Opinion: The GOP's Primary Calendar is to Blame for 'Southern Nightmare'

Rick Santorum spent part of Super Tuesday addressing the American Israel Policy Affairs Committee in Washington, DC.

Alabama and Mississippi are not normally in play for presidential candidate nominations, but this year the “Southern Nightmare” presents opportunities and threats for the GOP.

One the one hand, it’s important to have these real “deep southern” states involved in the process because many elections have turned on who wins the South. We know that the Democrats base in southern states was attrited by the civil rights movement and their dominance replaced by Republican victories. After passing major civil rights laws, Democratic President Lyndon Johnson told aides that  "We have lost the South for a generation." He was right.

What makes these two states easier to discount is that they are much more conservative than the mean of American voters. That, of course, again yanks the GOP candidates too far to the right, making it even harder to swing back to the center for the general election.

The South is a “trail of pain” because it offers a toxic mix of divided conservative voters who cannot seem to coalesce around any of the four candidates. There are many small town rural voters, religious voters, social conservatives, economic conservatives, and eclectic “southerners” who connect well with Gingrich’s Georgia southern heritage and intimate knowledge of grits. Romney’s Mormon faith is also an issue for enough Southerners to make it an uncomfortable area for Mitt Romney.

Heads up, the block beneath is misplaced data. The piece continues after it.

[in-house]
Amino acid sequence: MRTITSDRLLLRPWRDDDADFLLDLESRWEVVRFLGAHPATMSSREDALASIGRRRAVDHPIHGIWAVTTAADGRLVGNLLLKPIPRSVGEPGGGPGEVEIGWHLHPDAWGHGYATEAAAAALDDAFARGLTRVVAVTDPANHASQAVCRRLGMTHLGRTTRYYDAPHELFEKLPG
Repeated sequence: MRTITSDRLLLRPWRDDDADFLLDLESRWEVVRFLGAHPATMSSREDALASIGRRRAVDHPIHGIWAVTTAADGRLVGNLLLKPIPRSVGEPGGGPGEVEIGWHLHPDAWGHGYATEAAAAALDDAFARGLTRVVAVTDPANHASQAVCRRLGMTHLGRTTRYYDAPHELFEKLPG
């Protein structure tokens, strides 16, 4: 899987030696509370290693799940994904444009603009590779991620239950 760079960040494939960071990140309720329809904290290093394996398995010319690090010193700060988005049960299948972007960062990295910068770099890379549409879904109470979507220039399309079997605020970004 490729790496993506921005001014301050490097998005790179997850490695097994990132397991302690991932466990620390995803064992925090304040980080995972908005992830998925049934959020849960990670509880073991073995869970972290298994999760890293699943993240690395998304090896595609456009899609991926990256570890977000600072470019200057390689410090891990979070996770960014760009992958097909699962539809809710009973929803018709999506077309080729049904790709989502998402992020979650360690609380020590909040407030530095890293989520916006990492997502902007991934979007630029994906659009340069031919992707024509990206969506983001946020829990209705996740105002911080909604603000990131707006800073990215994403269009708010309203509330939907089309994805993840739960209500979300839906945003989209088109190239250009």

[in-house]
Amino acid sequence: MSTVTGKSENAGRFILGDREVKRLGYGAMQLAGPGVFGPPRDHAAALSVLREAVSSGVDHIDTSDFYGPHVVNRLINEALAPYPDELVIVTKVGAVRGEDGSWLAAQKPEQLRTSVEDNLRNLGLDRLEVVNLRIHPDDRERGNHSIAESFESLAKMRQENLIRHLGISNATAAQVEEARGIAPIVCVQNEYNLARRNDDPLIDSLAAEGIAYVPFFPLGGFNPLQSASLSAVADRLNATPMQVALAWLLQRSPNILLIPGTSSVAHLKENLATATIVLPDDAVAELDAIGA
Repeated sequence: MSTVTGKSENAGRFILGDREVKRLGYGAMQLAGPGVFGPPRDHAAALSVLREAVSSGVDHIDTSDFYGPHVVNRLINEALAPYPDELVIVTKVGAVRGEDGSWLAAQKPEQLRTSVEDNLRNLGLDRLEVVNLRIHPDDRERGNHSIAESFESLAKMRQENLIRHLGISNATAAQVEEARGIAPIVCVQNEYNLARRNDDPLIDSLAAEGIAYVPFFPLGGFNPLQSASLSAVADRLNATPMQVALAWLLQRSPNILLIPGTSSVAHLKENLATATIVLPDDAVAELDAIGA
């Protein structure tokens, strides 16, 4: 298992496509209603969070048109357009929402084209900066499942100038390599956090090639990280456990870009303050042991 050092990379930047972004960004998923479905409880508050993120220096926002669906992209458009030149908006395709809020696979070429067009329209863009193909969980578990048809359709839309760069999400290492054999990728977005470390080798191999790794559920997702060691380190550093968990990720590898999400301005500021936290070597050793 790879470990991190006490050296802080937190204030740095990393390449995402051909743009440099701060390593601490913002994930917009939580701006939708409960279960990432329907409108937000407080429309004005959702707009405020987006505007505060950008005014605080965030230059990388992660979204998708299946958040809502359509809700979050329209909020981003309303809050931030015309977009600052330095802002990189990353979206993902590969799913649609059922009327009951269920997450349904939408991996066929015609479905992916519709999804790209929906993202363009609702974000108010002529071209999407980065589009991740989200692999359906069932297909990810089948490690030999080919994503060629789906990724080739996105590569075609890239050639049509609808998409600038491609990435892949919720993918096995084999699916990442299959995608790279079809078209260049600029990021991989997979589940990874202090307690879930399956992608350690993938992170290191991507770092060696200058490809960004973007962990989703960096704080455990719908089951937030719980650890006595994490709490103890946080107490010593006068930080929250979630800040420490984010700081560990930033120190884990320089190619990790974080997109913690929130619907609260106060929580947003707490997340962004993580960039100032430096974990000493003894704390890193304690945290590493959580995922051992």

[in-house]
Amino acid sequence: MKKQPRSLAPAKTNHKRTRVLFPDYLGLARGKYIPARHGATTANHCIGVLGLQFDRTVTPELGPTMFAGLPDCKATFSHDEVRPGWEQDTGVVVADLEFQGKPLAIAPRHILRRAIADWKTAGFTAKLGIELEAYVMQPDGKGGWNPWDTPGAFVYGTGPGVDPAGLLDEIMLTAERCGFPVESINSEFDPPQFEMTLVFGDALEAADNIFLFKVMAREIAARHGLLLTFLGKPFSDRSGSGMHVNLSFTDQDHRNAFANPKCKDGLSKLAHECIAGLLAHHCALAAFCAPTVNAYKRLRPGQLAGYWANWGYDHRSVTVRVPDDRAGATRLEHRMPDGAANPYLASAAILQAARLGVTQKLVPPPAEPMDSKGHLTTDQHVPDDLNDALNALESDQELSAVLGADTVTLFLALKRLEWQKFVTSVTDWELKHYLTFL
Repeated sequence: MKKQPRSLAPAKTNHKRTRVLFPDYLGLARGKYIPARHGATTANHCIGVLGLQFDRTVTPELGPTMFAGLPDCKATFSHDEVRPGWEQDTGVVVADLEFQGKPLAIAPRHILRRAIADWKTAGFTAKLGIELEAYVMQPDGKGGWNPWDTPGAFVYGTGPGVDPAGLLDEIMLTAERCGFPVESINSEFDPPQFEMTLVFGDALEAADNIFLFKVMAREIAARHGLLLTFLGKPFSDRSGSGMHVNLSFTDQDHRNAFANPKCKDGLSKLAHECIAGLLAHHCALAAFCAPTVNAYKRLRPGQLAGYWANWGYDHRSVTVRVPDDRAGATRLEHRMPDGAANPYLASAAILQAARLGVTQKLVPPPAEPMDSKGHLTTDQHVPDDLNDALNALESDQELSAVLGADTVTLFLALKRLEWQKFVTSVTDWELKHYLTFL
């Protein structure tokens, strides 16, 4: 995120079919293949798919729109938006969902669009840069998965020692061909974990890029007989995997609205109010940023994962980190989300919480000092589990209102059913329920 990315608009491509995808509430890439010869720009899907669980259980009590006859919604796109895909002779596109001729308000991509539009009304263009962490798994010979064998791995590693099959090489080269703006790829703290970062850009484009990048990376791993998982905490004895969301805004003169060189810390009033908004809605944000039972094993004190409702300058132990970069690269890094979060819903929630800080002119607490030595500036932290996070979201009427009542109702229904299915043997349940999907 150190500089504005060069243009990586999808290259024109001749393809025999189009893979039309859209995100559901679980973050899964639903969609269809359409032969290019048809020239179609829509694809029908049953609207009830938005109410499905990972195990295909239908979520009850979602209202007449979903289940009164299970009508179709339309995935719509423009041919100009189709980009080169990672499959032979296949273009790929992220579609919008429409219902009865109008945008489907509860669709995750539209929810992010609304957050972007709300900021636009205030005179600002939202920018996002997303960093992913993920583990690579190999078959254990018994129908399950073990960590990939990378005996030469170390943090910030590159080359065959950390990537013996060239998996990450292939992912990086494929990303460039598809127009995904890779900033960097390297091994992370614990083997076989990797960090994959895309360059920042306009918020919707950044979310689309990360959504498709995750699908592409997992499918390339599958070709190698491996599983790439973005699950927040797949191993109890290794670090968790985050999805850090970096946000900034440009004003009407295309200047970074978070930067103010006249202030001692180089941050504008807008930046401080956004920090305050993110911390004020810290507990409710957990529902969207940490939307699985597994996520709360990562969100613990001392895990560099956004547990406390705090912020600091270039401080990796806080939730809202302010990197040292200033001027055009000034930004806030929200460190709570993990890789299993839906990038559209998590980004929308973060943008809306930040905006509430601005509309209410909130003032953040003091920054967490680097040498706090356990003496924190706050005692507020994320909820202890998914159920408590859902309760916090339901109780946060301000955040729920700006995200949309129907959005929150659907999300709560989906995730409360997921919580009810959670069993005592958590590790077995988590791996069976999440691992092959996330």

Some in the GOP are putting forth a best face on the protracted battle for the nomination. In particular the leaders of the Republican National Committee are defending the calendar and the decision to have so many contests divide delegates proportionately. I’m not so sure. A quick early victory would have spared the contenders the endless scrutiny of their positions on issues and their frequent slips of tongue.

Regardless, this political season has revealed two things; a very fragmented Republican base and four flawed candidates whose favorability ratings sink as the contests drag on. Much as we all hoped the South would shake out some of the uncertainty about who will emerge victorious, for better or worse, the good folks of Alabama and Mississippi can’t close the deal.